In block 801, the process receives a synchronization packet. The synchronization packet is received at a network device having a port that serves as an ingress port from a device using PTP synchronization, for example, a network device that has a master clock. The process determines the time of reception of the packet. The time of reception is determined using a clock local to the receiving network device.

In block 811, the process modifies the synchronization packet using the time of reception. The process modifies the packet by subtracting the time of reception from a value in the packet. For example, the process may subtract the time of reception from a value in a correction field of the packet when the packet was received and places replace the value in the correction field with the difference.

In block 821, the process supplies the modified packet to a network device having a port that serves as an egress port to a device using PTP synchronization. The modified packet may be transmitted through additional devices to reach the network device having the egress port.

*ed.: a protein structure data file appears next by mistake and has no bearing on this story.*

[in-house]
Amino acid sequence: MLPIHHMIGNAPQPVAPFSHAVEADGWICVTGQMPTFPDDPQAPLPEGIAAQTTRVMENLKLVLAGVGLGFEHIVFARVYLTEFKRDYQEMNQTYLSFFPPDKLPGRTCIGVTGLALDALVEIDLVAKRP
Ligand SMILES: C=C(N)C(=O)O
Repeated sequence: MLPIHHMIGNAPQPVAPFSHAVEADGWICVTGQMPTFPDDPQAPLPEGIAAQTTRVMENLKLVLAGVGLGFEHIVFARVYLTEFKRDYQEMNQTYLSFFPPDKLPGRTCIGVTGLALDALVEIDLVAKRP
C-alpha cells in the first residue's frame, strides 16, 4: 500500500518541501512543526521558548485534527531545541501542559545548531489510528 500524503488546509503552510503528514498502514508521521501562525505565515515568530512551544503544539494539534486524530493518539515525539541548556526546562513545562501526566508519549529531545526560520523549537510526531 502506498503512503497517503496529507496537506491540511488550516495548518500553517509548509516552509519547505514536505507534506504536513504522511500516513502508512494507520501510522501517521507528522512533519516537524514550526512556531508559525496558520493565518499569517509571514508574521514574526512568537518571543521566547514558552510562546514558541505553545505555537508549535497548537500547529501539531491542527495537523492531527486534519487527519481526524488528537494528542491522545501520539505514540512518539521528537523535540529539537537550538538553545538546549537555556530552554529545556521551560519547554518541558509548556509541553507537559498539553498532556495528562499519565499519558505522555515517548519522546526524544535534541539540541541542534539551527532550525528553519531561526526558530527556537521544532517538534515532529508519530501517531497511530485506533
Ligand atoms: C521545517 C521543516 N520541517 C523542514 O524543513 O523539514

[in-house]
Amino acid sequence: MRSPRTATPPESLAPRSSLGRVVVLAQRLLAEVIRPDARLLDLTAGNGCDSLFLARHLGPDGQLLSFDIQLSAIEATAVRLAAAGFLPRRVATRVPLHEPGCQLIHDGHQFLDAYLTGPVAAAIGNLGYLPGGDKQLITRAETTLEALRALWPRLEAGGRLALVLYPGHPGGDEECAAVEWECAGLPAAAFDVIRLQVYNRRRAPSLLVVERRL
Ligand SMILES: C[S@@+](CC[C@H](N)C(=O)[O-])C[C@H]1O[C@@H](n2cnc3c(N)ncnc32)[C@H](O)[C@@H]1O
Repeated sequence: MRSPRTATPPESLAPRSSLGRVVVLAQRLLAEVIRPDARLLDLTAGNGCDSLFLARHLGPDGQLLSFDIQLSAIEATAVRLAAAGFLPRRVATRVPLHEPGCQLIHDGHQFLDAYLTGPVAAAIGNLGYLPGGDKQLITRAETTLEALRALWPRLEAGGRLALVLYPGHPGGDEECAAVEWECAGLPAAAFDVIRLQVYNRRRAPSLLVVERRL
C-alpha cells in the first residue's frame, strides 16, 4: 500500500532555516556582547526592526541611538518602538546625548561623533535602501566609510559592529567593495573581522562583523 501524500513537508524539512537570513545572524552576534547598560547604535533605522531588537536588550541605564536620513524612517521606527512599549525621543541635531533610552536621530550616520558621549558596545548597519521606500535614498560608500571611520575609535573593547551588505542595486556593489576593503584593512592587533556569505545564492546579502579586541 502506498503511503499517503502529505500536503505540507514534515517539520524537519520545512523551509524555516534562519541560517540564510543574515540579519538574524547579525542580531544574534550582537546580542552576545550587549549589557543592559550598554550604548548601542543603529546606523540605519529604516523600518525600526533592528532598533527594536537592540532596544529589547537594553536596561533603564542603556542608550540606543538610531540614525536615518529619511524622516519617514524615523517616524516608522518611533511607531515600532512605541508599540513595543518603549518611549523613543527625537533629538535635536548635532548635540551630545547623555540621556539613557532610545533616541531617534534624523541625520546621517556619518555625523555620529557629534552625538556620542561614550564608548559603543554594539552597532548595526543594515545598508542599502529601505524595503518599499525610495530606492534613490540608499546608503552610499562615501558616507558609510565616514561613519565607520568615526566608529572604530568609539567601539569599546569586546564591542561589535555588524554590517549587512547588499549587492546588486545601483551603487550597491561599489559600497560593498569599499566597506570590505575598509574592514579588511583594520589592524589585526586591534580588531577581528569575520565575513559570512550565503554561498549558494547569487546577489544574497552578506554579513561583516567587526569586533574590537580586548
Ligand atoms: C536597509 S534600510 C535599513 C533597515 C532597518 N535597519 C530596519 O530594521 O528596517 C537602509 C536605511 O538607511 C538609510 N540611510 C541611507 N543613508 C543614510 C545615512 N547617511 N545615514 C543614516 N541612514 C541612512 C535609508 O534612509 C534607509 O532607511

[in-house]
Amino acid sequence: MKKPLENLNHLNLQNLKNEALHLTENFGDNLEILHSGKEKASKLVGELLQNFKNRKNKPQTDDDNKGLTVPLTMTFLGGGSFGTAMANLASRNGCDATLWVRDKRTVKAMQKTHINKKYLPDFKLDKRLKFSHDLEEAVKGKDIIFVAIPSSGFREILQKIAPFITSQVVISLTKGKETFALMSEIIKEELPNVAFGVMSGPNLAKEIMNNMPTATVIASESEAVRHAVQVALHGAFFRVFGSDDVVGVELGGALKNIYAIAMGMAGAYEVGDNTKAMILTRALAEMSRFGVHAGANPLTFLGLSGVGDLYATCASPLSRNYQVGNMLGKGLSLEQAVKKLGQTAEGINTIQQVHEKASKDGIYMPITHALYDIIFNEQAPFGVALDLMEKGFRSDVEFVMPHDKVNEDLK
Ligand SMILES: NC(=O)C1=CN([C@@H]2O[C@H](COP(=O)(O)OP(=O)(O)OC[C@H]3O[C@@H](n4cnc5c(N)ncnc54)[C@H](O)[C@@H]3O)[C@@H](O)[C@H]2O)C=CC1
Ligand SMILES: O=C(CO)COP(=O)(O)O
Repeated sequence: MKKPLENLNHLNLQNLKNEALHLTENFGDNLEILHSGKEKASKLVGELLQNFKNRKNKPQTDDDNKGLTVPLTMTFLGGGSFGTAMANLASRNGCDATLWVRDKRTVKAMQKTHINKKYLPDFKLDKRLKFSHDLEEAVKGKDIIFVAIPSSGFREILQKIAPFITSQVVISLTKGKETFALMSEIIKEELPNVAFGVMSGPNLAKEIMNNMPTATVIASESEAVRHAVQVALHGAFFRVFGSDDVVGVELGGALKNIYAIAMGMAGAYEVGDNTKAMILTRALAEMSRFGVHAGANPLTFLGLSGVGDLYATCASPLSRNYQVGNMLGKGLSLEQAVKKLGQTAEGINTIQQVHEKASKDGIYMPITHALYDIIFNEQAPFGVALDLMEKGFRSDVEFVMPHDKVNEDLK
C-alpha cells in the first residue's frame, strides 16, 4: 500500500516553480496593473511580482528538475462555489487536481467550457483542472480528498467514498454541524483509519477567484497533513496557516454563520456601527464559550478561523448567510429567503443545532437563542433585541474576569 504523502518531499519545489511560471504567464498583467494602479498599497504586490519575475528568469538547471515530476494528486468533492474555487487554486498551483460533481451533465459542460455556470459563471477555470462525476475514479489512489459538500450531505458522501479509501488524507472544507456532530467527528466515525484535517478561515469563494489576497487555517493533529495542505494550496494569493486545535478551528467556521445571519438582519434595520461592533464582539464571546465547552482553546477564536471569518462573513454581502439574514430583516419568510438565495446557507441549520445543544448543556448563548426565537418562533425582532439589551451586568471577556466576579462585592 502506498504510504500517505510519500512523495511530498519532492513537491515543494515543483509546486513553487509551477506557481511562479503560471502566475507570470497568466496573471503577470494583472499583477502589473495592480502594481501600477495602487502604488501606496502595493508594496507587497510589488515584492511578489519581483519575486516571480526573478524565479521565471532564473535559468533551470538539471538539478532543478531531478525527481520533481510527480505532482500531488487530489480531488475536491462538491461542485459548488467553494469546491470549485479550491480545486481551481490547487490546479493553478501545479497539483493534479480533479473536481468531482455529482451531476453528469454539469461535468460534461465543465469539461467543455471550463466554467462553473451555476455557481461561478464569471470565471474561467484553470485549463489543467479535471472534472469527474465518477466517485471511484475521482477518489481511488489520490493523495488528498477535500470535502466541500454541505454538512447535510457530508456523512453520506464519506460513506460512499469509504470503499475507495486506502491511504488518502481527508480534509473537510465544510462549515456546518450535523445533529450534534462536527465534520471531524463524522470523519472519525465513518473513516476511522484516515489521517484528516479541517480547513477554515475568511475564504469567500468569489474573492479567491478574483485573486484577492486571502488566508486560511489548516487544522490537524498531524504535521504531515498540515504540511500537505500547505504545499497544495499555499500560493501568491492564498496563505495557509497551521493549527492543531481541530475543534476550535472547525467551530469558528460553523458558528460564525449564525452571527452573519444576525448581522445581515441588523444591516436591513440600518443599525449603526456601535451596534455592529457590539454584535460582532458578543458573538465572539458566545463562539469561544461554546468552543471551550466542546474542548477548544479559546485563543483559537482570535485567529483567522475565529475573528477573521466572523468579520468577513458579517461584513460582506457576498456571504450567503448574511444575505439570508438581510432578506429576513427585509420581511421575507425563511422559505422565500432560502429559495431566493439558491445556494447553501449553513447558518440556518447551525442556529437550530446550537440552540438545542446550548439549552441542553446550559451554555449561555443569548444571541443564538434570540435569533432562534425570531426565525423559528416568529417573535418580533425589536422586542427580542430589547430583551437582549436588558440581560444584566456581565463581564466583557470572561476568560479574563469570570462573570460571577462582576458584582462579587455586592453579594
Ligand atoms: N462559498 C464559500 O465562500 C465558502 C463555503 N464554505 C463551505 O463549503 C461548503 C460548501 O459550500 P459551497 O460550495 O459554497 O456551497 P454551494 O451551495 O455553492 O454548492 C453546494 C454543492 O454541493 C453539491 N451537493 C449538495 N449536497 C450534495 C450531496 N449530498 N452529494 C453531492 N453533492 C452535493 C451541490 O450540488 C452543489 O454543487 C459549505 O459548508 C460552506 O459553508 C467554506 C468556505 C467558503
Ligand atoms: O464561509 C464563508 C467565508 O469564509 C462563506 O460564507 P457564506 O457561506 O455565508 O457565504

In block 831, the process updates the synchronization packet. The updated synchronization packet indicates delay from when the packet was received to when it is transmitted. The process updates the packet using a time of transmission. The time of transmission may be, in various embodiments, a predicted time, a scheduled time, or an actual time. The time of transmission is determined using a clock local to the network device having the egress port. The local clocks of the network devices having the ingress and egress ports are synchronized to each other. The process adds the time of transmission to the value in the packet that was modified in block 811 and places the sum in the same field. Since the difference between the time of transmission and time of reception is indicated in the packet by operations in blocks 811 and 831, the packet includes an indication of the delay between reception and transmission.